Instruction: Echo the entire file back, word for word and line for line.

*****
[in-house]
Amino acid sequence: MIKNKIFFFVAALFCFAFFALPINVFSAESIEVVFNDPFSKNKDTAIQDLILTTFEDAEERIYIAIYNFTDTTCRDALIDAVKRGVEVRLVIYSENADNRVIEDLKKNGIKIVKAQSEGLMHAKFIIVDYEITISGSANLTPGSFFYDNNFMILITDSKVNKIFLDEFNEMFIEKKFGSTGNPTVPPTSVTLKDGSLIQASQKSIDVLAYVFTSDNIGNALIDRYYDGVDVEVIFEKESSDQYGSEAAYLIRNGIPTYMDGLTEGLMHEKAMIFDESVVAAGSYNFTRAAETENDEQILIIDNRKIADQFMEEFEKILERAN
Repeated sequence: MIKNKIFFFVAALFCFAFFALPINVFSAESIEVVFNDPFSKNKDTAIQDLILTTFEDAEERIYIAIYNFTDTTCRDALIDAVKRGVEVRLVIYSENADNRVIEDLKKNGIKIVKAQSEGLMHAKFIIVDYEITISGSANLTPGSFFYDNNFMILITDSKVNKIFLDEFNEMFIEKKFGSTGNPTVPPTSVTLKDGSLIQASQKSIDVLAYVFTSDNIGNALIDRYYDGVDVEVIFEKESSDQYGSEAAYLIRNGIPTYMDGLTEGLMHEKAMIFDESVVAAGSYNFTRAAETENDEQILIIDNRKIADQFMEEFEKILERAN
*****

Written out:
[in-house]
Amino acid sequence: MIKNKIFFFVAALFCFAFFALPINVFSAESIEVVFNDPFSKNKDTAIQDLILTTFEDAEERIYIAIYNFTDTTCRDALIDAVKRGVEVRLVIYSENADNRVIEDLKKNGIKIVKAQSEGLMHAKFIIVDYEITISGSANLTPGSFFYDNNFMILITDSKVNKIFLDEFNEMFIEKKFGSTGNPTVPPTSVTLKDGSLIQASQKSIDVLAYVFTSDNIGNALIDRYYDGVDVEVIFEKESSDQYGSEAAYLIRNGIPTYMDGLTEGLMHEKAMIFDESVVAAGSYNFTRAAETENDEQILIIDNRKIADQFMEEFEKILERAN
Repeated sequence: MIKNKIFFFVAALFCFAFFALPINVFSAESIEVVFNDPFSKNKDTAIQDLILTTFEDAEERIYIAIYNFTDTTCRDALIDAVKRGVEVRLVIYSENADNRVIEDLKKNGIKIVKAQSEGLMHAKFIIVDYEITISGSANLTPGSFFYDNNFMILITDSKVNKIFLDEFNEMFIEKKFGSTGNPTVPPTSVTLKDGSLIQASQKSIDVLAYVFTSDNIGNALIDRYYDGVDVEVIFEKESSDQYGSEAAYLIRNGIPTYMDGLTEGLMHEKAMIFDESVVAAGSYNFTRAAETENDEQILIIDNRKIADQFMEEFEKILERAN